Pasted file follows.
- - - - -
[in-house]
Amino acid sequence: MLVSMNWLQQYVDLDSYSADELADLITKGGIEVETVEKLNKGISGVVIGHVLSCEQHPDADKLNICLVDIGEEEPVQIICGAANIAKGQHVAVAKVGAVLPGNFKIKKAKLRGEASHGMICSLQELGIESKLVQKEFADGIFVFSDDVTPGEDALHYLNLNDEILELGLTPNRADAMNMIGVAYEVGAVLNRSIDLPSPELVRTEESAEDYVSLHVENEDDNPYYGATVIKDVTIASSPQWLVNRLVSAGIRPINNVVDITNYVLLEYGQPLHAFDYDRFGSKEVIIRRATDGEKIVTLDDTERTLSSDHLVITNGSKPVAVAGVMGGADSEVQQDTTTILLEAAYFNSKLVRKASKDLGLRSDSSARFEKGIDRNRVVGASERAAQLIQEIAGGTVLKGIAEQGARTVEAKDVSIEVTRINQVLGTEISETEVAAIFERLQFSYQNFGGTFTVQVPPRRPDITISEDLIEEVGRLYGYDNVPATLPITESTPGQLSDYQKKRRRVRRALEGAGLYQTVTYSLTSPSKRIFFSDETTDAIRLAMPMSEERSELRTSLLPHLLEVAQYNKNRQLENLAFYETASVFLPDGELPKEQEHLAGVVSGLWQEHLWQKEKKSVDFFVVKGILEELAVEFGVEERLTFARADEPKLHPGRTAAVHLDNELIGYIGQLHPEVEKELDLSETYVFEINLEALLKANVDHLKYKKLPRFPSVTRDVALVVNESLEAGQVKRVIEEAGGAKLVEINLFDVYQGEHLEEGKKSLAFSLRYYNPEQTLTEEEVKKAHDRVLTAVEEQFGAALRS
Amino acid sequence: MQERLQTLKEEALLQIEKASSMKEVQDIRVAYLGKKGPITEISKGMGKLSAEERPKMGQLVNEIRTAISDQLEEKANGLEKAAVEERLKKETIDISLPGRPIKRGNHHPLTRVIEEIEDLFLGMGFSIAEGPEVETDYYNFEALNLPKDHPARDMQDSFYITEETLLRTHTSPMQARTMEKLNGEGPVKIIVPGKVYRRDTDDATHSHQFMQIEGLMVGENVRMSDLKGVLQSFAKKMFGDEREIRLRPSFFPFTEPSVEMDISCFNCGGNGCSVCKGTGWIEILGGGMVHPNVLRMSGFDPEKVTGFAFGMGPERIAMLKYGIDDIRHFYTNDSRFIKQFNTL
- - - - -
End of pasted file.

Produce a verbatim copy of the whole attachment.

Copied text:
[in-house]
Amino acid sequence: MLVSMNWLQQYVDLDSYSADELADLITKGGIEVETVEKLNKGISGVVIGHVLSCEQHPDADKLNICLVDIGEEEPVQIICGAANIAKGQHVAVAKVGAVLPGNFKIKKAKLRGEASHGMICSLQELGIESKLVQKEFADGIFVFSDDVTPGEDALHYLNLNDEILELGLTPNRADAMNMIGVAYEVGAVLNRSIDLPSPELVRTEESAEDYVSLHVENEDDNPYYGATVIKDVTIASSPQWLVNRLVSAGIRPINNVVDITNYVLLEYGQPLHAFDYDRFGSKEVIIRRATDGEKIVTLDDTERTLSSDHLVITNGSKPVAVAGVMGGADSEVQQDTTTILLEAAYFNSKLVRKASKDLGLRSDSSARFEKGIDRNRVVGASERAAQLIQEIAGGTVLKGIAEQGARTVEAKDVSIEVTRINQVLGTEISETEVAAIFERLQFSYQNFGGTFTVQVPPRRPDITISEDLIEEVGRLYGYDNVPATLPITESTPGQLSDYQKKRRRVRRALEGAGLYQTVTYSLTSPSKRIFFSDETTDAIRLAMPMSEERSELRTSLLPHLLEVAQYNKNRQLENLAFYETASVFLPDGELPKEQEHLAGVVSGLWQEHLWQKEKKSVDFFVVKGILEELAVEFGVEERLTFARADEPKLHPGRTAAVHLDNELIGYIGQLHPEVEKELDLSETYVFEINLEALLKANVDHLKYKKLPRFPSVTRDVALVVNESLEAGQVKRVIEEAGGAKLVEINLFDVYQGEHLEEGKKSLAFSLRYYNPEQTLTEEEVKKAHDRVLTAVEEQFGAALRS
Amino acid sequence: MQERLQTLKEEALLQIEKASSMKEVQDIRVAYLGKKGPITEISKGMGKLSAEERPKMGQLVNEIRTAISDQLEEKANGLEKAAVEERLKKETIDISLPGRPIKRGNHHPLTRVIEEIEDLFLGMGFSIAEGPEVETDYYNFEALNLPKDHPARDMQDSFYITEETLLRTHTSPMQARTMEKLNGEGPVKIIVPGKVYRRDTDDATHSHQFMQIEGLMVGENVRMSDLKGVLQSFAKKMFGDEREIRLRPSFFPFTEPSVEMDISCFNCGGNGCSVCKGTGWIEILGGGMVHPNVLRMSGFDPEKVTGFAFGMGPERIAMLKYGIDDIRHFYTNDSRFIKQFNTL